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Elevating lives

Education fund helps members share example in higher circles of influence

When Fabio Prumucena applied for a loan through the Perpetual Education Fund, he was working a temporary job at a local call center. His salary allowed him only one of two choices: support his family or finance a better education.

Antonio Santana with wife, Luciana, son Hyrum, and daughter Hilary. Brother Santana said his boss now publicly speaks well of the Church.
Antonio Santana with wife, Luciana, son Hyrum, and daughter Hilary. Brother Santana said his boss now publicly speaks well of the Church. Photo: Photo courtesy of Antonio Santana

When his PEF loan was approved, Brother Prumucena, now bishop of the Campo de Fora Ward, in the Sao Paulo Brazil Santo Amaro Stake, applied for a course in telecommunications. Upon completing the course he was hired by the company that made the very same products he used while working at the call center. He now is the company's product coordinator, earning a better salary and isn't required to work on Sundays. Recently Brother Prumucena enrolled at a local university and is working on an engineering degree. This time he is financing the degree himself.

It's been seven years since the creation of the Perpetual Education Fund to help destitute Latter-day Saints break the cycle of poverty. During a press conference following his sustaining as president of the Church on April 5, President Thomas S. Monson spoke of the fund, calling it a miracle and assuring that it "is a fund that will go far into the future."

A year and a half after it was established, the program had already disbursed 5,000 loans. Today, the program administers more than 30,000 loans to participants in 40 countries.

Mamazi Shabalala of South Africa was baptized at 19. She is now an accounting graduate with help from PEF.
Mamazi Shabalala of South Africa was baptized at 19. She is now an accounting graduate with help from PEF.

Elder John K. Carmack, emeritus Seventy and executive director of the PEF, said that the 40 countries served "include almost all of Mexico, Central America and South America. We've reached about 10 countries in Africa, several in Asia and a number of the islands of the seas. We are gearing up to reach more countries that have needs and significant numbers of young adults who are ambitious and worthy Church members."

With better education comes better employment, greater self-sufficiency, self-worth, hope in the future and a greater ability to serve in the Church, he said.

Something else members are discovering, however, is that their improved employment situations bring with them opportunities to share their examples in influential circles of the business world.

Antonio Santana, president of the Bertoiga Branch, Guaruja Brazil Stake, never thought he'd get past his first interview with his current employer at Geny Home Shopping, a furniture manufacturing company. He knew he needed the job but he also knew most employees were expected to put in long hours, which wouldn't agree with his Church schedule and need for family time.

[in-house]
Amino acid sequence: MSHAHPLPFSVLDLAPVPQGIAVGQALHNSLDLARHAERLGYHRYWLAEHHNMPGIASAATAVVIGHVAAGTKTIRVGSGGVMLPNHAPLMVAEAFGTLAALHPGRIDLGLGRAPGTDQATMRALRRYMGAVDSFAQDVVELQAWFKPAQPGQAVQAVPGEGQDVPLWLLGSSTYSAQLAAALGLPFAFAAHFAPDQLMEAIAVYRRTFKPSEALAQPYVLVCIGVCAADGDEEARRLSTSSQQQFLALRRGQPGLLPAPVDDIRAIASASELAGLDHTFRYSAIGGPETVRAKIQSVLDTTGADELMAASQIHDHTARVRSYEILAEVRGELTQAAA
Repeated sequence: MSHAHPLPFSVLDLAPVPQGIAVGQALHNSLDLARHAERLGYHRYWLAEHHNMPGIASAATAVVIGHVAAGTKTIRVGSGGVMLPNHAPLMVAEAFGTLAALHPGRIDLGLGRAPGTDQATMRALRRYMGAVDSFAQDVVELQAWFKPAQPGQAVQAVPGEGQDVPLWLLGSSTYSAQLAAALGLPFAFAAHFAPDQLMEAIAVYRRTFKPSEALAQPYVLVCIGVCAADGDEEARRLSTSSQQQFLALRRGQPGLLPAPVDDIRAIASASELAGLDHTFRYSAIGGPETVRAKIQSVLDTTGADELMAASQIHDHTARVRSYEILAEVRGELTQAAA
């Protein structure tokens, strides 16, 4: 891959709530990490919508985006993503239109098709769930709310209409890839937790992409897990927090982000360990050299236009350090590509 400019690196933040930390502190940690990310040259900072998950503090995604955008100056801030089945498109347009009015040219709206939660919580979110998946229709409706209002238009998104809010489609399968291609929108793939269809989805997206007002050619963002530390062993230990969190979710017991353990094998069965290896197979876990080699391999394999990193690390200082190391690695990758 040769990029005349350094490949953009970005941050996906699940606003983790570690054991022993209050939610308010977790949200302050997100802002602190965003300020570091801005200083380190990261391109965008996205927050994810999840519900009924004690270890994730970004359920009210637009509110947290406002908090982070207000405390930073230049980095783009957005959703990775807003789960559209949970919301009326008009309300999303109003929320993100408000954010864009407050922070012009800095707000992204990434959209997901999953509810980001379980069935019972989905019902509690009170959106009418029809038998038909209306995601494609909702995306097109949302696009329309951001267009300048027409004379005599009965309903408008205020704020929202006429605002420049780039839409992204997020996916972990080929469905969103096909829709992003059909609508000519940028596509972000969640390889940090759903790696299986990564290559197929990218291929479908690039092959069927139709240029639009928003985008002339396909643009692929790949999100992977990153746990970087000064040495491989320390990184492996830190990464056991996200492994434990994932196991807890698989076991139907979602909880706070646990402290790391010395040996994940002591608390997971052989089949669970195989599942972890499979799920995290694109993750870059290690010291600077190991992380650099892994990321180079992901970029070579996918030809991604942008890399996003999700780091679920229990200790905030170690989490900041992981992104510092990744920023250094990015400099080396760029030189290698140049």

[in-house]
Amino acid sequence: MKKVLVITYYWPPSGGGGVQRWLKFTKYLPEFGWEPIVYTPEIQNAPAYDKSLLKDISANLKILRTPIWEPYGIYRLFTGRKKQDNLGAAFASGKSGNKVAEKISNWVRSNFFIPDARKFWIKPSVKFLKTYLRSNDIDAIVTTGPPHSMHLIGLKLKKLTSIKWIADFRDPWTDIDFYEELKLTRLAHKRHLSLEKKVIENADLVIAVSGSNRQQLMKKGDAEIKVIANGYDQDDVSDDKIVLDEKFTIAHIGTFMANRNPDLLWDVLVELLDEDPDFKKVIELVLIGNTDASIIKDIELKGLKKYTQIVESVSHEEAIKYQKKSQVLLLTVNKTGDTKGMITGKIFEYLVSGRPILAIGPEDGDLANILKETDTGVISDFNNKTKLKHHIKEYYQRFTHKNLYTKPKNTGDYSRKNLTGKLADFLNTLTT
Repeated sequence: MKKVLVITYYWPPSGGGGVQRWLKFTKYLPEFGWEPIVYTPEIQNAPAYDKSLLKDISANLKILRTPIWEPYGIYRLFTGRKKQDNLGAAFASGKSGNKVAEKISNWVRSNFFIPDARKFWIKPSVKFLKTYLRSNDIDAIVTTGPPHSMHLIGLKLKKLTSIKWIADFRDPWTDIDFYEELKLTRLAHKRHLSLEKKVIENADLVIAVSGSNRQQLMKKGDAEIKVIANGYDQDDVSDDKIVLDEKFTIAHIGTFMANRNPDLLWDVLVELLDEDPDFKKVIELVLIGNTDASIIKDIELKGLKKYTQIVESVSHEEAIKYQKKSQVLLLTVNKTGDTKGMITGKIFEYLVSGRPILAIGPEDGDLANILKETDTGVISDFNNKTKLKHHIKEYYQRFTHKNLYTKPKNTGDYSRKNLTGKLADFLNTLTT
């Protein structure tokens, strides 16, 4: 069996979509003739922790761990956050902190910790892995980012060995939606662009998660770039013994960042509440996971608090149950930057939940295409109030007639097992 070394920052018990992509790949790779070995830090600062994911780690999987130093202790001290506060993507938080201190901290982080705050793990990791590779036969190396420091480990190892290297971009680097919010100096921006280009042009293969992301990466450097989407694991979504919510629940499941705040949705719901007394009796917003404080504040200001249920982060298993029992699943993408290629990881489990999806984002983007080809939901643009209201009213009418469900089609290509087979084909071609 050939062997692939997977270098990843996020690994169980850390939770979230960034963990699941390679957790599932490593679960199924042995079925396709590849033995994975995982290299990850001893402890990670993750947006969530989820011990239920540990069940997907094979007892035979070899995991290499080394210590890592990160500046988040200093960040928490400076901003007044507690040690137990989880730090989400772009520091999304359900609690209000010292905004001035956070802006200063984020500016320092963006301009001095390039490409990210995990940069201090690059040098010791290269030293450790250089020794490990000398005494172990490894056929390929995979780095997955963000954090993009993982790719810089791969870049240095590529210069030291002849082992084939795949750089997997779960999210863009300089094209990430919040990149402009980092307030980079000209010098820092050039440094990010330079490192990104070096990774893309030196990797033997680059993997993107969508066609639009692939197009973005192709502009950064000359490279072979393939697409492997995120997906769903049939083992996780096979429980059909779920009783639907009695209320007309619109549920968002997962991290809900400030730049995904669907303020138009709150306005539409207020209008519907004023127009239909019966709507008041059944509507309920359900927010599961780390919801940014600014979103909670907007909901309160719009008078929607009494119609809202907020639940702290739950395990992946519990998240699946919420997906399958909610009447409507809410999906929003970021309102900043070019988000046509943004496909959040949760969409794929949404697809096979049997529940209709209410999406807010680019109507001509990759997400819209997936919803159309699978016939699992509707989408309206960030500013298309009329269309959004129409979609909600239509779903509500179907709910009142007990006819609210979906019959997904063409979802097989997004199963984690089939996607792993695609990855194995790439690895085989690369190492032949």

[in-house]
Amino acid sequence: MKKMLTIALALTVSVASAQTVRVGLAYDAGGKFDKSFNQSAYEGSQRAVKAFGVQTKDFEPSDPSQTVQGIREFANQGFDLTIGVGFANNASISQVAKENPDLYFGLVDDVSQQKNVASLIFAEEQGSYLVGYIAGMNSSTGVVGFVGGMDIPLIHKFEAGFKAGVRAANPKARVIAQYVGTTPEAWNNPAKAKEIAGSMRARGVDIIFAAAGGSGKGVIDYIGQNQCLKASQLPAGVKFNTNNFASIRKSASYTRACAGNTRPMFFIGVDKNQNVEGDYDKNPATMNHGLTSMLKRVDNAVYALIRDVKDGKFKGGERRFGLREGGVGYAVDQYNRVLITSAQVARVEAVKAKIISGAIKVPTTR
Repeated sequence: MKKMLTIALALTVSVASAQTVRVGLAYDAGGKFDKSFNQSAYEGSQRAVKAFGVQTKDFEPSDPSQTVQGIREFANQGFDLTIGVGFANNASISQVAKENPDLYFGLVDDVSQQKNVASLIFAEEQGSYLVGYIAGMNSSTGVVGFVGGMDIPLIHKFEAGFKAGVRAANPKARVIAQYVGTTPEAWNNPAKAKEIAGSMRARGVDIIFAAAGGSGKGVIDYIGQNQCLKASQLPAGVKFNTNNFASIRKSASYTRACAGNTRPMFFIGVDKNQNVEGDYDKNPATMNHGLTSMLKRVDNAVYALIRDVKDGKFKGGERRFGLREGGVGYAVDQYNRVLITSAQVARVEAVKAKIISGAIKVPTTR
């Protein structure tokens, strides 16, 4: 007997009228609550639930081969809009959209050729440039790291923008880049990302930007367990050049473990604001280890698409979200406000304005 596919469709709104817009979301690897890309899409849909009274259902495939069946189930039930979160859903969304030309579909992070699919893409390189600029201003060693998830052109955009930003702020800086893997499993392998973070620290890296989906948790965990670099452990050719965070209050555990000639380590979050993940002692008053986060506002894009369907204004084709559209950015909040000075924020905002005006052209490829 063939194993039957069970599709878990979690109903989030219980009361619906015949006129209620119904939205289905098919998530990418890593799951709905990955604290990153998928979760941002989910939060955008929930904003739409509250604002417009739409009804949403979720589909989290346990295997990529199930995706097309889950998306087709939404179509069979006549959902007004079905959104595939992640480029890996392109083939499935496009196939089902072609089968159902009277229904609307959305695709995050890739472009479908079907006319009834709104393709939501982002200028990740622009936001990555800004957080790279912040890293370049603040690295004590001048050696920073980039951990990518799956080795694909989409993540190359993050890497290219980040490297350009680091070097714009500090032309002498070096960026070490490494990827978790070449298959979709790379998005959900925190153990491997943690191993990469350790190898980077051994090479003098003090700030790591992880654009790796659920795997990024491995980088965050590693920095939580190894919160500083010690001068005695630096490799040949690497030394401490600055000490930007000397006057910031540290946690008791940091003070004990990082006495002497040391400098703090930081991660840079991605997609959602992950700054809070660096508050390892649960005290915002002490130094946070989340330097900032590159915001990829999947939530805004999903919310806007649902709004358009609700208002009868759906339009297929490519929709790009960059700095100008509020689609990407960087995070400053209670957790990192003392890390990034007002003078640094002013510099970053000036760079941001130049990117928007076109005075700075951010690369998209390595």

During the interview, he talked with the owner about everything, including his proposed salary. When they concluded, the thought came to Brother Santana: "Stand up for your principles!" He quickly added, "I must leave by five every day. And I can't work on Sundays."

"That's fine," said the owner, "you can stay later on Saturdays."

"I can do that — except on the first Saturday of each month because I have a training meeting," said Brother Santana.

The employer then looked at him as if to say, "Anything else you'd like to add?" Then, thinking of temple attendance, Brother Santana made one last stipulation that he must be allowed to travel to Sao Paulo one Wednesday out of the month.

Josimar Cardoso Santos, earned pilot's license, now flies for TAM Airlines.
Josimar Cardoso Santos, earned pilot's license, now flies for TAM Airlines. Photo: Photo courtesy of Josimar Cardoso

"So when are you going to work?" asked the flustered interviewer. Brother Santana began to explain his responsibilities in the Church. He felt the Spirit present in the room and looked the employer in the eye and said, "During the time that I am at work, I will put in 100 percent of my effort."

The employer stood up, shook his hand and said, "Welcome to the company. Better that I hire a busy man than an idle one. Your responsibilities demonstrate you're anxious to grow and that you are serious about working."

Brother Santana has since been promoted as company sales manager. He said he now works alongside the owner and, as the company has expanded, they've hired two other members of the Church. In a recent company meeting, the owner expressed his gratitude for Brother Santana's Church membership and ethical standards.

Although each participant with a loan has the opportunity to pay it back, many are also paying it forward as they continue to donate throughout their life and as they share the light of their example in environments that were once unattainable.

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